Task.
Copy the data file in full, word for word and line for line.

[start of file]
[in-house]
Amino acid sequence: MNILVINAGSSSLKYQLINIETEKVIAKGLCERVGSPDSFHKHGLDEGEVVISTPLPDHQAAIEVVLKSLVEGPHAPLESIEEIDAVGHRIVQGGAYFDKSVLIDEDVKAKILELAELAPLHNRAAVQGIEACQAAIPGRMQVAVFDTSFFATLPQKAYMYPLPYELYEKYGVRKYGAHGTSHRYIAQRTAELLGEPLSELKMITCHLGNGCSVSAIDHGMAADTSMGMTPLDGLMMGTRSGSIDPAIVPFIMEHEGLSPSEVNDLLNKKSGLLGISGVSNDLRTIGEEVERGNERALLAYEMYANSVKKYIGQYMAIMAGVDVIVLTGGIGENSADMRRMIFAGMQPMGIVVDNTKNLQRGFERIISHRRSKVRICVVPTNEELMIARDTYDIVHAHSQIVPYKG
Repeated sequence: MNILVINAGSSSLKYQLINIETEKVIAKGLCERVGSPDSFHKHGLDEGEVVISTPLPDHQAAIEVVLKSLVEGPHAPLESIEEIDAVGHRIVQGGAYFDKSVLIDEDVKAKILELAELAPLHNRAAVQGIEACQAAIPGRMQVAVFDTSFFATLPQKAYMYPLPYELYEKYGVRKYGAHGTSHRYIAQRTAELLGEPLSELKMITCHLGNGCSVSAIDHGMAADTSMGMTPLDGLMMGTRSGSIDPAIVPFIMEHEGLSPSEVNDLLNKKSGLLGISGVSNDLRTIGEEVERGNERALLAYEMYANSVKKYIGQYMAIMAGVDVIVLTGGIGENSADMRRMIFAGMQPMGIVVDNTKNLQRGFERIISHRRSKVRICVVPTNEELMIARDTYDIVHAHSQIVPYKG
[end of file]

[in-house]
Amino acid sequence: MNILVINAGSSSLKYQLINIETEKVIAKGLCERVGSPDSFHKHGLDEGEVVISTPLPDHQAAIEVVLKSLVEGPHAPLESIEEIDAVGHRIVQGGAYFDKSVLIDEDVKAKILELAELAPLHNRAAVQGIEACQAAIPGRMQVAVFDTSFFATLPQKAYMYPLPYELYEKYGVRKYGAHGTSHRYIAQRTAELLGEPLSELKMITCHLGNGCSVSAIDHGMAADTSMGMTPLDGLMMGTRSGSIDPAIVPFIMEHEGLSPSEVNDLLNKKSGLLGISGVSNDLRTIGEEVERGNERALLAYEMYANSVKKYIGQYMAIMAGVDVIVLTGGIGENSADMRRMIFAGMQPMGIVVDNTKNLQRGFERIISHRRSKVRICVVPTNEELMIARDTYDIVHAHSQIVPYKG
Repeated sequence: MNILVINAGSSSLKYQLINIETEKVIAKGLCERVGSPDSFHKHGLDEGEVVISTPLPDHQAAIEVVLKSLVEGPHAPLESIEEIDAVGHRIVQGGAYFDKSVLIDEDVKAKILELAELAPLHNRAAVQGIEACQAAIPGRMQVAVFDTSFFATLPQKAYMYPLPYELYEKYGVRKYGAHGTSHRYIAQRTAELLGEPLSELKMITCHLGNGCSVSAIDHGMAADTSMGMTPLDGLMMGTRSGSIDPAIVPFIMEHEGLSPSEVNDLLNKKSGLLGISGVSNDLRTIGEEVERGNERALLAYEMYANSVKKYIGQYMAIMAGVDVIVLTGGIGENSADMRRMIFAGMQPMGIVVDNTKNLQRGFERIISHRRSKVRICVVPTNEELMIARDTYDIVHAHSQIVPYKG